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GENERAL NEILL'S REPORT.
Whilst waiting to get the road, the enemy attacked the left of my picket line, held by the Forty-ninth New York. The Forty-ninth repulsed them, and held their ground.
On the morning of the third, Sunday, at about 10 o'clock, I was ordered to form three Regiments as the advance of a column of assault against the Heights on Marye's Hill, back of Fredericksburg. I led the Thirty-third New York, Twenty-first New Jersey, and Seventh Maine Volunteers, preceded by the Seventy-seventh New York, who were acting as skirmishers, under a heavy fire of shot and shell. Before reaching the batteries on the hill against which we were directed, I found they had already been taken by our troops on our right, and I directed the attack against the batteries on the hills to our left, along the Richmond road. We took in succession four distinct detached earth-works of strong profile. We captured three pieces of artillery — two long brass guns and one short howitzer — and one stand of colors, belonging to the Eighteenth Mississippi Regiment, after which we marched to assist in repelling an attack of the enemy along the Chancellorsville road.
On the morning of the fourth of May, the enemy attempted to turn our rear, when I led four Regiments of my Brigade back towards Fredericksburg, and checked them. I must not omit to mention, on the morning of the fourth a Brigade of rebels advanced to take an earthwork near the Plank Road, which was then occupied by our troops ;
CONDUCT OF HIS REGIMENTS.
when two companies of the Forty-ninth New York, and one company of the Seventh Maine, supported by the Forty-ninth New York, in conjunction with two pieces of Lieutenant Martin's battery, entirely routed the whole Brigade and the three companies of infantry aforementioned, captured 200 prisoners, and the colors of a rebel regiment, the Fifty-eighth Virginia.
On the evening of the fourth of May, about 5 o'clock, the whole of Longstreet's Corps came up the Richmond Road, as reinforcements, attacking my right and front, massing large numbers of his infantry in the ravines which were held by their troops. After losing about one thousand men, I was obliged to retire, my Regiments being unable to cope with the overpowering numbers of the enemy, and fearful, lest in the position I then held, they would be captured by the enemy piercing our lines in rear, between us and “Banks' Ford.” In the assault, the Twentieth New York Volunteers broke and went to the rear. I could not rally them. The other Regiments stood their ground nobly, under a murderous fire, and by their stubborn resistance at that time, I believe the Sixth Corps was enabled to eventually re-cross the Rapahannock at Banks' Ford, in the night.
Colonel Van Houten, Twenty-first New Jersey Volunteers, was wounded on the field of the battle, and I regret to say, died a prisoner in the hands of the enemy, from wounds received in battle.
I cannot close my report without making free and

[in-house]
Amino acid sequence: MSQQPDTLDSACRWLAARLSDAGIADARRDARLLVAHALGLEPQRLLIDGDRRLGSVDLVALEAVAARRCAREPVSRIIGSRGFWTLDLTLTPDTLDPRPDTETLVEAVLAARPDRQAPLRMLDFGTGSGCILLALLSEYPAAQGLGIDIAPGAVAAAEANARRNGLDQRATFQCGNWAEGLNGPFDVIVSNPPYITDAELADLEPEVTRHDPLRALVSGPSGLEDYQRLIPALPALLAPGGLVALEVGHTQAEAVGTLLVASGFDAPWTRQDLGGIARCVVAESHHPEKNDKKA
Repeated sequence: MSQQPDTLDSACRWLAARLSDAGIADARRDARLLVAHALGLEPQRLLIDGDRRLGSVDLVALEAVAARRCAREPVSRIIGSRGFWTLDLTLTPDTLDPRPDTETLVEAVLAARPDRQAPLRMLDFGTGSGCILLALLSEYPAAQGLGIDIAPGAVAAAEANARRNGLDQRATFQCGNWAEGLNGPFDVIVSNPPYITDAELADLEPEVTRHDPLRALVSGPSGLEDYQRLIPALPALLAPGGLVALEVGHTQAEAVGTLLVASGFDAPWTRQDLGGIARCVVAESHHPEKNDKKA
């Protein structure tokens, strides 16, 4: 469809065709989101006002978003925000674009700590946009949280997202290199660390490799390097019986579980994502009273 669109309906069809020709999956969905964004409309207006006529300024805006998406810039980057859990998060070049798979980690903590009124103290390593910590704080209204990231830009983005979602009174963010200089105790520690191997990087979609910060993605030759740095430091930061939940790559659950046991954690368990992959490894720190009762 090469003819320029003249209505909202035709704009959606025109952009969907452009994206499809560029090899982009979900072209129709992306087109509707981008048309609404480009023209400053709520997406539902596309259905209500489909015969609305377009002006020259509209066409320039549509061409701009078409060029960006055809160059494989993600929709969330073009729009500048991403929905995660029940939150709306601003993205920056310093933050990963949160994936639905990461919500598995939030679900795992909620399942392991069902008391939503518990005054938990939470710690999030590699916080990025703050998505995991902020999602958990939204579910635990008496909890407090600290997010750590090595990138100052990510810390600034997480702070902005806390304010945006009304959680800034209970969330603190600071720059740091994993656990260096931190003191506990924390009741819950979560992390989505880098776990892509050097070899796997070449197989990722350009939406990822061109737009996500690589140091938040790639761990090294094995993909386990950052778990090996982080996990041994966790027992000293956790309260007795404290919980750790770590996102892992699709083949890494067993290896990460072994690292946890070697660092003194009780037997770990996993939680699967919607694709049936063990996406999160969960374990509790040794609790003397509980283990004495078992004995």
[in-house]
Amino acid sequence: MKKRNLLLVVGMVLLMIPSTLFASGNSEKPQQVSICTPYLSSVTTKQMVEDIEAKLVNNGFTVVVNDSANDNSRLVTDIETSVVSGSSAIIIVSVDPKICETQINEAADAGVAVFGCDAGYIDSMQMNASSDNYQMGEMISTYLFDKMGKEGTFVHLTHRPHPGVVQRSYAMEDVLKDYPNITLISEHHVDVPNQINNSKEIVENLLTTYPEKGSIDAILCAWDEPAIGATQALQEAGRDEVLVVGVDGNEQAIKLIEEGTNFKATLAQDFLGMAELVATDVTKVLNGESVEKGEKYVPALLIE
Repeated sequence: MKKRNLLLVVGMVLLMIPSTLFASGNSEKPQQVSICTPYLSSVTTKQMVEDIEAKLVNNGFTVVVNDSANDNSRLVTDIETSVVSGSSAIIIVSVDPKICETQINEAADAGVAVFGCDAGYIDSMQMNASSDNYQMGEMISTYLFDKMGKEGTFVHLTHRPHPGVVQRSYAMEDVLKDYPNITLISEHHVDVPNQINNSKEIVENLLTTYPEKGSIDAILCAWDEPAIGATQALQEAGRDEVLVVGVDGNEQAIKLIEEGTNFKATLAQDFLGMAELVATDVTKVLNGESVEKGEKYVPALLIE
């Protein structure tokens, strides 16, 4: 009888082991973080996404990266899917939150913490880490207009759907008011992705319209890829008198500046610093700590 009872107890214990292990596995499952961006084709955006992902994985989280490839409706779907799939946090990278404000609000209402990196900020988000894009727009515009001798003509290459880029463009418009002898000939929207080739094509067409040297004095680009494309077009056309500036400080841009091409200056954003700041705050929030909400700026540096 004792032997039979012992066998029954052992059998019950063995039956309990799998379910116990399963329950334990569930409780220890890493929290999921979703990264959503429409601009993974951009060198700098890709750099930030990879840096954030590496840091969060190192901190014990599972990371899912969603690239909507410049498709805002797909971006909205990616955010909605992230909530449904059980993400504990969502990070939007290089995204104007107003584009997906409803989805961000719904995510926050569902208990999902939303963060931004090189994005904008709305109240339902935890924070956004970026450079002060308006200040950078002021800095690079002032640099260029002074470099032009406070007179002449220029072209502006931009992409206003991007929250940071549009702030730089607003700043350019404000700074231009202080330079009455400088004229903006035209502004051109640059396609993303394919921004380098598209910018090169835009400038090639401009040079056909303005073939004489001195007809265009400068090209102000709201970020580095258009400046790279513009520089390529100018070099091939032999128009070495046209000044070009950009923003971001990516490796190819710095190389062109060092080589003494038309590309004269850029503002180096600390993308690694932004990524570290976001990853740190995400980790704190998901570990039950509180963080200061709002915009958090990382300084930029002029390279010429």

sincere acknowledgments to the brave officers and men of the various Regiments of my command, who encountered the enemy at these two different battles; and would especially mention the great assistance rendered by the gallant efforts of my Assistant Adjutant General, Captain Wm. H. Long, of the Assistant Inspector General, Lieutenant Pryce W. Bailey, Thirty-third New York Volunteers; and of Lieutenants Wm. H. Alberts and Horace Binney, my Aids-de-Camp. The horses of both my Aids, and my own, were shot. With great respect,
THOMAS H. NEILL,
Departure for Home.- Orations at Geneva and Canandagiua.
Tuesday, May 12th, Colonel Taylor brought the welcome intelligence to the Regiment, that they were to go home on the coming Friday. The order for their departure was accompanied by the following addresses from the Corps, Division, and Brigade Generals. HEADQUARTERS Sixth ARMY CORPS, I
May 13, 1863. Special Order No. 120.
5. The term of service of the Thirty-third New York Volunteers having expired, they will proceed at once to Elinira, New York, the place of enrolment, where they will be mustered out of the service. Upon their arrival there, their arms, equipments and public property will be turned in to the proper officers. The Quartermaster's Department will furnish transportation from Falmouth.
The General commanding the Corps congratulates the officers and men of the Thirty-third New York Volunteers upon their honorable return to civil life. They have enjoyed the respect and confidence of their companions and commanders; they have illustrated their term of service by gallant deeds,
and have won for themselves a reputation not surpassed in the Army of the Potomac, and have nobly earned the gratitude of the Republic. By Command of
MAJOR GENERAL SEDGWICK.
(Signed,) M. T. McMahon,
Assistant Adjutant General.
HEADQUARTERS SECOND DIVISION,
Sixth CORPS, May 14th, 1863. } General Orders No. 26.
By the rules of enlistment, the term of service of the Thirty-third Regiment New York Volunteers expires to-day, and they are entitled to an honorable discharge from the service of the United States. Yet the General Commanding the Division cannot let this Regiment depart without expressing his regret at their leaving, and hopes that they will speedily re-organize and join this command, to serve their country once more and to the end of this war, with the same spirit as they have served for the last two years. To say that this Regiment, in camp, on the march, and in all the many hard battles in which they were engaged, have done their duty and behaved gallantly, is but a weak expression of the acknowledgment of their good services. They have earned for themselves the approbation and confidence of